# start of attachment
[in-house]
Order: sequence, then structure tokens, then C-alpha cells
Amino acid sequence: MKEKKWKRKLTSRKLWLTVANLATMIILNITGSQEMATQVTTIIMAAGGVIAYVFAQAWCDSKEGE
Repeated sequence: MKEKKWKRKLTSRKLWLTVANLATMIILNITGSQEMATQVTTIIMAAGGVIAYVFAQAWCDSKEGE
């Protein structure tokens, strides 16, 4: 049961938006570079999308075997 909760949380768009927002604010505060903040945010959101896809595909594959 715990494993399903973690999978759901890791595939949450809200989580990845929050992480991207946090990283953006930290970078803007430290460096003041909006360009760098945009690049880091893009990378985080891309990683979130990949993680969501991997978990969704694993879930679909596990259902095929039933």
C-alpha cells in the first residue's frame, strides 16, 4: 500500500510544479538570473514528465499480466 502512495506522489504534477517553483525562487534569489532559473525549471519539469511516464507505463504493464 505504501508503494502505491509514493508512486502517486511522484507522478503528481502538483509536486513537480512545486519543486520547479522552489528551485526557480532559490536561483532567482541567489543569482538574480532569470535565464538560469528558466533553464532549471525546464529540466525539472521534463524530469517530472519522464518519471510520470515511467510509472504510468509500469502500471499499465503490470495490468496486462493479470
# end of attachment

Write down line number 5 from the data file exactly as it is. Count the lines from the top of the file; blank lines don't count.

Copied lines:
């Protein structure tokens, strides 16, 4: 049961938006570079999308075997 909760949380768009927002604010505060903040945010959101896809595909594959 715990494993399903973690999978759901890791595939949450809200989580990845929050992480991207946090990283953006930290970078803007430290460096003041909006360009760098945009690049880091893009990378985080891309990683979130990949993680969501991997978990969704694993879930679909596990259902095929039933």